The Impending Death of “I don’t know”


I believe we, as a society, are on the cusp of witnessing the death of the time-honored phrase “I don’t know.”

“Hey, Google,” said the voice across the room the other night.

My son, looking down at his tablet computer, spoke as casually as if he were speaking to a friend sitting next to him.

“How many miles it is to Kansas City?”

A voice – a quasi computer-influenced female voice – quickly repeated the question and then seamlessly spoke and displayed the answer on his screen.

In that moment I realized that he and his generation may never need to regularly employ the phrase “I don’t know.”

Today’s technology may potentially drive this popular combination of words from the common vernacular of many people – including me. The other morning I caught myself getting ready to ask my wife what the temperature was outside that morning – only to pull out my phone and get my own answer. Add to the fact I was standing 24-inches from the front door and could easily have stuck my head outside made me realize how my own behaviors are being shaped by technology.

Growing up I learned the phrase of “I don’t know” was a sign of maturity – a moment when you were confident to admit you might not know everything and willing enough to say so. And more times than not, our natural intellectual curiosity would motivate us to seek an answer. Only then, we might discover ourselves in a library of books or seeking out someone who could shed some light on our curiosity.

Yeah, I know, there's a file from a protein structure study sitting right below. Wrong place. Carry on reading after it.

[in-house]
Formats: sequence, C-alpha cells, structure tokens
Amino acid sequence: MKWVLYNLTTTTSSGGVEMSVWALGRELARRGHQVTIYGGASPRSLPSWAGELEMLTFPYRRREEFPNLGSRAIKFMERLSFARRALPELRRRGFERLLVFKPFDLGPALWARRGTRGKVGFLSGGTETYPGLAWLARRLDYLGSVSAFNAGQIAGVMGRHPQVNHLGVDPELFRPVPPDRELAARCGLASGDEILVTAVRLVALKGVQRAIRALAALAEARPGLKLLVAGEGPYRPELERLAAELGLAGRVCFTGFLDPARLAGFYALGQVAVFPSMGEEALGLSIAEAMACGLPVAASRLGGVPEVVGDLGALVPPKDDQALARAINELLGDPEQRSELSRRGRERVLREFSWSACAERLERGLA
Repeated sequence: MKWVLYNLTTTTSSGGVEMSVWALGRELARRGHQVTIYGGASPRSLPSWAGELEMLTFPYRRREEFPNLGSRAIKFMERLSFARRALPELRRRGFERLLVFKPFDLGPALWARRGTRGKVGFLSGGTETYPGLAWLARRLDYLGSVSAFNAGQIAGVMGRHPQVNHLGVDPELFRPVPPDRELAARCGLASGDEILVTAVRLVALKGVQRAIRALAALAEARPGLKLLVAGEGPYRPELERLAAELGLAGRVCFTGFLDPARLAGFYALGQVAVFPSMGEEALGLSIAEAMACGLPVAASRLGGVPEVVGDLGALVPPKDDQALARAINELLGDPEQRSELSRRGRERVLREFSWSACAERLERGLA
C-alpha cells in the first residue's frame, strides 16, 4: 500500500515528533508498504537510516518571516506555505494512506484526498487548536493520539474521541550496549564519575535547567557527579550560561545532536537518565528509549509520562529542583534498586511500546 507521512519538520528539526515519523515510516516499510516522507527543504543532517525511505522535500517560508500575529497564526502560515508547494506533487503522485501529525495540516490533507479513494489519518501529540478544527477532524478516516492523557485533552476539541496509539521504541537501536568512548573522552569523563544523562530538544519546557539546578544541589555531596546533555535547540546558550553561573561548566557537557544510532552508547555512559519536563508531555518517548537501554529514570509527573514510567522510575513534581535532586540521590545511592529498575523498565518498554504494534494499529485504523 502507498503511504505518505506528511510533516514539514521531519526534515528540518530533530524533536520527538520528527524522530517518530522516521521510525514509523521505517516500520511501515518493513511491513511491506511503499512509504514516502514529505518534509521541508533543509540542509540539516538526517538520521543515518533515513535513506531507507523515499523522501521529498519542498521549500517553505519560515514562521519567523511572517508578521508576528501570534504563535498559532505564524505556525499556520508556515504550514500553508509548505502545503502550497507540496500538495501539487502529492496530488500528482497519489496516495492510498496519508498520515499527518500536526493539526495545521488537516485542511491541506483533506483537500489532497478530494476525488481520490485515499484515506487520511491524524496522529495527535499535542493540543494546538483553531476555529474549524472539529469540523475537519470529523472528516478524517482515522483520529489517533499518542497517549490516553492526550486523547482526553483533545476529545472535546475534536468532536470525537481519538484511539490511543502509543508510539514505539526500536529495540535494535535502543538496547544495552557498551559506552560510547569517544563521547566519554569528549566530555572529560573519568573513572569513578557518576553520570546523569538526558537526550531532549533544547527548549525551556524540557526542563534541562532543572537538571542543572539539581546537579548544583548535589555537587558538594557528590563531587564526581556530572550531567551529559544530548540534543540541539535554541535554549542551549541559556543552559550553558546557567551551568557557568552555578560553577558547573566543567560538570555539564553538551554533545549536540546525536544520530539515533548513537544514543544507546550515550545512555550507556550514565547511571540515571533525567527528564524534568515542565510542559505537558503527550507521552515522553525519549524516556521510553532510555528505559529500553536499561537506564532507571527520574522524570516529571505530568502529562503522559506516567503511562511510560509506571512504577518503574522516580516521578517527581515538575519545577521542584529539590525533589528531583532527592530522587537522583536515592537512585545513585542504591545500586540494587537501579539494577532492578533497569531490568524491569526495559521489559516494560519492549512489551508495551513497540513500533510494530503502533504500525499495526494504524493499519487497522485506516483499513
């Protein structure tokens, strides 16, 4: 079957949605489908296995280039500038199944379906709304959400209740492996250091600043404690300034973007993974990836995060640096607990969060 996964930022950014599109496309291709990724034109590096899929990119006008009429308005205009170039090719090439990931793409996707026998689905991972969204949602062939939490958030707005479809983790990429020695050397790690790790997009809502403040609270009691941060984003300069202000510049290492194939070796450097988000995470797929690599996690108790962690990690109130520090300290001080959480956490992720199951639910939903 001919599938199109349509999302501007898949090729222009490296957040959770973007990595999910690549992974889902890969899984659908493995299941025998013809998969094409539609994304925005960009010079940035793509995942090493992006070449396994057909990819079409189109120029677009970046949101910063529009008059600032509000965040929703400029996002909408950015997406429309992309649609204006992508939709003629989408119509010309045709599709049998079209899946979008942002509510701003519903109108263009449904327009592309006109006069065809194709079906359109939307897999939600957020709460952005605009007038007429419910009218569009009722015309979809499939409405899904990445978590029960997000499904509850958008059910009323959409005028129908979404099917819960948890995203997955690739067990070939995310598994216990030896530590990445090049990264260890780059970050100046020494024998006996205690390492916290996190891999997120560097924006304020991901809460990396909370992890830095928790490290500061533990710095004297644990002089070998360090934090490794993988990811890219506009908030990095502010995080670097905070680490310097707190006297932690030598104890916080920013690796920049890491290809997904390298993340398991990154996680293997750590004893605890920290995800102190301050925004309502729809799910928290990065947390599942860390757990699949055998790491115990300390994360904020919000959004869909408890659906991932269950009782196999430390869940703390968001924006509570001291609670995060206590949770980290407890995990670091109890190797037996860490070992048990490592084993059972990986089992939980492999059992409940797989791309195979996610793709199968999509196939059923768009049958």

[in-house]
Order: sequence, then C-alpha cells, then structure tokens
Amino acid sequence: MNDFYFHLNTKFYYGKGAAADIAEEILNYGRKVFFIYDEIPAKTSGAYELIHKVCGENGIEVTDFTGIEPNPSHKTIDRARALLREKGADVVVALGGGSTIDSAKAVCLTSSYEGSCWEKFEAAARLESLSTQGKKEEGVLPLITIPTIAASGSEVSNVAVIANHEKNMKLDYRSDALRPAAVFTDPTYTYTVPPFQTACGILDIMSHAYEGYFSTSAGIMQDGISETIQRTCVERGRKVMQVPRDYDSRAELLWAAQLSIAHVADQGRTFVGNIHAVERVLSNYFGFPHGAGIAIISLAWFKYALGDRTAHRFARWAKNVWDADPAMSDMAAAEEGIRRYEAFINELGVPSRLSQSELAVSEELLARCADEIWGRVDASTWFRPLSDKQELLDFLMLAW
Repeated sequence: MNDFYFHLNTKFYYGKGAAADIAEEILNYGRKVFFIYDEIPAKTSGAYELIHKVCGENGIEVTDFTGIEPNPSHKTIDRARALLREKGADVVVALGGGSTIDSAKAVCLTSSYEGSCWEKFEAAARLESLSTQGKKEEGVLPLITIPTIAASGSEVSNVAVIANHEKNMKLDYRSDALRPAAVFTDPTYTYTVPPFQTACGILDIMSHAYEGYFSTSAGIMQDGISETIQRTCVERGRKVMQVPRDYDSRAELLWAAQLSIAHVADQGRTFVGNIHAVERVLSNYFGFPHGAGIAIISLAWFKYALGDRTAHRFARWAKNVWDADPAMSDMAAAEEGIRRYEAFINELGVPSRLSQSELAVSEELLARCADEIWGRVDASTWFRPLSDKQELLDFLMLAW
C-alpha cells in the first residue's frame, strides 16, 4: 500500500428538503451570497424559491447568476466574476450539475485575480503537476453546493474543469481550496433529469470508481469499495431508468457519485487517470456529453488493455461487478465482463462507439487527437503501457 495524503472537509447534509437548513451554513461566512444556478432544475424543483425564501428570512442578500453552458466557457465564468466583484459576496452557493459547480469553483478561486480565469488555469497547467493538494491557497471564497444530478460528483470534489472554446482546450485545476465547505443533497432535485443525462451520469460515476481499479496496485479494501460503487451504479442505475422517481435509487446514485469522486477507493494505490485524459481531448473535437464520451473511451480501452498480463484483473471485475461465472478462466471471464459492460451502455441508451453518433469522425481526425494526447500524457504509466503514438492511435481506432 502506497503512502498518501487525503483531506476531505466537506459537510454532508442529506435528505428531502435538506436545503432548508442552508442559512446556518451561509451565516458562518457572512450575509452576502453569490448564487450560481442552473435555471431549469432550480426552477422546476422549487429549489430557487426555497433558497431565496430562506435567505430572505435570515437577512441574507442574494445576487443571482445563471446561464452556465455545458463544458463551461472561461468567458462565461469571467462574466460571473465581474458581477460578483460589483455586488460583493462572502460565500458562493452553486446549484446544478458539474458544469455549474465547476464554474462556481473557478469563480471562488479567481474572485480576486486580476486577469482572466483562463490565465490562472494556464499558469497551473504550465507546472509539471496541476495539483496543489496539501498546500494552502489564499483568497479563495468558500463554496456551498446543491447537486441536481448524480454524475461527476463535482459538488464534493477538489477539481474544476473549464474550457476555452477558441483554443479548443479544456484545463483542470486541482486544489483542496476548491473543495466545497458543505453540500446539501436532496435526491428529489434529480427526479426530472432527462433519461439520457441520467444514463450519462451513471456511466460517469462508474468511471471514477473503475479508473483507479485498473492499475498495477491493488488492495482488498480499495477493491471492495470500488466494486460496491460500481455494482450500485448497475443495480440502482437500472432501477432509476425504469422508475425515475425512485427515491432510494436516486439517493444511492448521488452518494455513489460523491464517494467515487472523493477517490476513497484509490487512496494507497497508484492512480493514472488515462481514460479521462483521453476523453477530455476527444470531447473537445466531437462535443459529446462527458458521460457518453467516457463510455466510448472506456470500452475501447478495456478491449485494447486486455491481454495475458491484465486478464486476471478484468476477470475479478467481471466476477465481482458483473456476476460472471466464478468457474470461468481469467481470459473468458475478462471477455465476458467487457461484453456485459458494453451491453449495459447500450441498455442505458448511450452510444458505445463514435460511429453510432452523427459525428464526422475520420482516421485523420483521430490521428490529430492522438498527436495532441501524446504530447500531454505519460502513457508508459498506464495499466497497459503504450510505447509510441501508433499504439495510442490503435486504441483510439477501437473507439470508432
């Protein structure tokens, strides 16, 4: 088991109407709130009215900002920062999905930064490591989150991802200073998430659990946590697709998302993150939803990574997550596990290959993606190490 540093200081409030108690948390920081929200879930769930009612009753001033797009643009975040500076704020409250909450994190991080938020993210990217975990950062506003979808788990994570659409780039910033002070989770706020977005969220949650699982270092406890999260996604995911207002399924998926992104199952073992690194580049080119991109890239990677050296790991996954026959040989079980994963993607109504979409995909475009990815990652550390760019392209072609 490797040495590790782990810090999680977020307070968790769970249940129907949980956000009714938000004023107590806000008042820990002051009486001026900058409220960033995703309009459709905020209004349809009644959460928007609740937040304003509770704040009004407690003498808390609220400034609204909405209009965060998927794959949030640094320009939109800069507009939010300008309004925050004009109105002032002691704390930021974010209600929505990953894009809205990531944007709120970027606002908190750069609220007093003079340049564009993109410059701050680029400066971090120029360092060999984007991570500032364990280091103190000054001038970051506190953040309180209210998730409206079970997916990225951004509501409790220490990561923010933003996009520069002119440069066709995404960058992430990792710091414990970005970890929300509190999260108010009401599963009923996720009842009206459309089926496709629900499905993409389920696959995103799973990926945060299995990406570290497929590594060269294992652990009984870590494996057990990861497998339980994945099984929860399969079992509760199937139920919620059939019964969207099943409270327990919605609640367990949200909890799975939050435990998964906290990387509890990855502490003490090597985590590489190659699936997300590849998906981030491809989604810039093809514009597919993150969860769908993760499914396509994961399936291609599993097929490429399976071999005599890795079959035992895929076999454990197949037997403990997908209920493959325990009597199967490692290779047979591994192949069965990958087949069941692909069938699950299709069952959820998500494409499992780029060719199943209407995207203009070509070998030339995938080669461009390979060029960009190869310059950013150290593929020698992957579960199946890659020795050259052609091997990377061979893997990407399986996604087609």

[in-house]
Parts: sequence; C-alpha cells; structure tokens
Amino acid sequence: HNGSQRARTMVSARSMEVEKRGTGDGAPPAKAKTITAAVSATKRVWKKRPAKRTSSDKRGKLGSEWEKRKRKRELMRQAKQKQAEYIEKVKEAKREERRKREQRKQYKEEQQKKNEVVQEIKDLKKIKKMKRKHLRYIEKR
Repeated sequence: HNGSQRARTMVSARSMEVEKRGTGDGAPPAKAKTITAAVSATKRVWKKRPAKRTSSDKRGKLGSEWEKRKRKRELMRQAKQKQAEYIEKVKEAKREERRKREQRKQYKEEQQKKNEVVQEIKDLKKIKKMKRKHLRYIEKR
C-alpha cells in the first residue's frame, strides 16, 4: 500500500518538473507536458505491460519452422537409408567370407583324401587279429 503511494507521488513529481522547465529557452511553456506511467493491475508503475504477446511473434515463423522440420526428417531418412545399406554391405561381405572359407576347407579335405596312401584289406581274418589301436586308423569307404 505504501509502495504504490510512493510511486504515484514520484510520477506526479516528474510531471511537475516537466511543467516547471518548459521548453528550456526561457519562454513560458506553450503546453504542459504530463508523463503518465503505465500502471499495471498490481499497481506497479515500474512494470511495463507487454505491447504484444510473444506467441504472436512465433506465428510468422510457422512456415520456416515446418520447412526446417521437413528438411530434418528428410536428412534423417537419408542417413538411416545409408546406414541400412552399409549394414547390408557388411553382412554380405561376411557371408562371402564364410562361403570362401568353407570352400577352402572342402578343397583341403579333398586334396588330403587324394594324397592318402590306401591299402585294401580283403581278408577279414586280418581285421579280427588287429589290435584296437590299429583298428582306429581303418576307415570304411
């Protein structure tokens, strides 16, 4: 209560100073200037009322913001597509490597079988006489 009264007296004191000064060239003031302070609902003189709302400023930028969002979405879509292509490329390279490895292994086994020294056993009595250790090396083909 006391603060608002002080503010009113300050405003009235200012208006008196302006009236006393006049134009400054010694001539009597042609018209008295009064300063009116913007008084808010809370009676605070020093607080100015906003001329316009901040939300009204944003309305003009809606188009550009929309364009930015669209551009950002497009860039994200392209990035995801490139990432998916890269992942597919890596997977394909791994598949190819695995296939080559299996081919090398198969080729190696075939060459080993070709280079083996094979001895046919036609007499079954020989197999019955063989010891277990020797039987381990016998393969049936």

Today all we need to do is speak a handful of words into our computers.

The generation of those who are native to the digital world, not knowing something only means they’ve not yet asked the question to either their tablet, smartphone, or computer. The act of seeking out people of experience or knowledge is somewhat inconvenient and not a particularly good use of time in their eyes.

The world – or a great amount of the knowledge contained in it – is increasingly at our fingertips (or voice command). The process of searching and assembling information into solution may very well be on the way out for the newer generations.

I do not know how to tie a bow tie. Therefore my son and I never shared a poignant moment where I passed along this very special skill from one generation to the next. This, however, was not a problem to him the day he needed to perform this duty — he simply turned to his computer and watched a short video. Problem solved.

I’m not sure where this hyper-rate of knowledge distribution will lead or what the unintended consequences of how younger minds are developed will be. But I do know the future will be a radically different place – one where the answer may very well be viewed more valuable than the knowledge gained along journey the learning process. The world may very well evolve into one where answers are more valuable to most people than the ability to form a plan to acquire a solution to a problem.

Is this good? I really don’t know – maybe I’ll just need to ask my computer.


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